Title: Ice and Fire
Sam is out this morning. Not sure where.
I’m supposed to keep an eye out for anything weird.
I’m busy working at home. In the apartment. I never know if I make myself as clear as I think I do.
Not like I can do much outside anymore.
I’m thirsty. I can’t turn the thermostat any lower or else we pay extra. A fan sits still in the living room. I can’t find the right batteries for it. The sink water is gross, too. I keep some in the fridge, and that only helps a little with the plastic taste.
I pour a glass and look for ice in the freezer.
Sam doesn’t think ice could melt from in here. There’s enough ice that I can’t see the frozen food tucked in the back. If even some of this ice melts, water would end up everywhere.
I drop a few cubes into my cup. The water rises.
Sam keeps mentioning the water in our apartment. I wish he would let this go. If he’s upset because I left to go get takeout, this is too long to hold a grudge over food. And his food was gross. And that’s not why I got the takeout.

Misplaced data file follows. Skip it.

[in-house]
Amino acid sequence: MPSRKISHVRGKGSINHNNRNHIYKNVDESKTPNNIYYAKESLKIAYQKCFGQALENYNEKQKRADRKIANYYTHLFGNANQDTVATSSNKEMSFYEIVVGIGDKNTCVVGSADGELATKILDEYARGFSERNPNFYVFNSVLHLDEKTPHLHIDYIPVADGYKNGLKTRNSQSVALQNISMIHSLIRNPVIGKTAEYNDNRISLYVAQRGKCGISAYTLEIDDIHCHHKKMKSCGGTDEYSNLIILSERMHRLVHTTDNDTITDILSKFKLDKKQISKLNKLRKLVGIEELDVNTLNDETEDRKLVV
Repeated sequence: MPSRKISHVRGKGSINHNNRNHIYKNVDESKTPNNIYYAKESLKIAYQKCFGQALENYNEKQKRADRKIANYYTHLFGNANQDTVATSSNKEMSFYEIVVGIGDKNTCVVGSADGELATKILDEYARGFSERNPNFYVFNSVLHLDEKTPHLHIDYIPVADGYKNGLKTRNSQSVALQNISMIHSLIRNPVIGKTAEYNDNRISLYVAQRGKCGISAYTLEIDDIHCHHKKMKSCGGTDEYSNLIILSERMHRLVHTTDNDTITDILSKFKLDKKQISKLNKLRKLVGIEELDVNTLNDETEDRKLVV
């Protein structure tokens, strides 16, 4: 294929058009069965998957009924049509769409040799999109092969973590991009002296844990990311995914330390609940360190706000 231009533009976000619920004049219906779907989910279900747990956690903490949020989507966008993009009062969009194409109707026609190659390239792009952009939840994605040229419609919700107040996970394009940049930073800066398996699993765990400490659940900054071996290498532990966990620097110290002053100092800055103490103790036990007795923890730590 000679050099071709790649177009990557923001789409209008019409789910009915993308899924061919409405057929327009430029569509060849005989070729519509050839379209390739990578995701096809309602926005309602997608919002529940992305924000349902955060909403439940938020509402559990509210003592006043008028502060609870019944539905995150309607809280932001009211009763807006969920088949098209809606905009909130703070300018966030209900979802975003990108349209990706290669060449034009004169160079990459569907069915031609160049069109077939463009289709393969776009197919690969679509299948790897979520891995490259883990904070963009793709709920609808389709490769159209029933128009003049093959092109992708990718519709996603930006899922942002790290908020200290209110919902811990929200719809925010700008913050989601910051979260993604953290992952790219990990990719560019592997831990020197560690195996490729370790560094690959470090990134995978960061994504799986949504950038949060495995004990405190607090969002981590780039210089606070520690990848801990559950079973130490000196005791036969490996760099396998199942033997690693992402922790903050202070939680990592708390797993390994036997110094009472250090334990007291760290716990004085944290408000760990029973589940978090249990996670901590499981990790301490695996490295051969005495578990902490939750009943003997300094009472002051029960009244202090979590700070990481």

Sam comes to the kitchen a lot. We don’t talk here. We make food. At least that pact doesn’t extend to the couch. I don’t ask for anything else. But even when he’s not here, he’s here.
I make eggs for breakfast, with a crack on the flat counter and a flat pull. The whites of the egg connect the otherwise jagged shell. Food’s here. I make the food here. I do this. Sam would do this. The smell would pull me out of bed with a flop on my face. I would hear the pan.
Instead, breakfast is one quiet plate and some salt and a glass of water.
Or not so quiet. The ice rumbles in the freezer. Not just falls. I can hear all the ice.
A crunching rhythm. One to another. Footsteps. Where?
I yank open the freezer and gaze at stagnant ice.
More footsteps. Ice underfoot. Where is the sound? Outside?
I open the door and check the hallway. I see nothing. Nothing can get in. everything is fine.
I turn back into the room.
Sam is at the stove. He jostles some bacon in a frying pan. His neon-blue athletic shirt gets all my attention. I get none of his. He scratches his chin when I say hello.
I snatch my plate of eggs and end up at the table. Far enough for now.
Sam brings up the water in the apartment. Ice cube.
I wish he would let this go. I ask him how he feels.
“Better. Guess I heal fast.”
I’m not sure he noticed the first aid from last night. And his concussion a few days ago.
I check my phone. Three voicemails, asking where I am from the bridge. A crumb from the pan drops into the fire.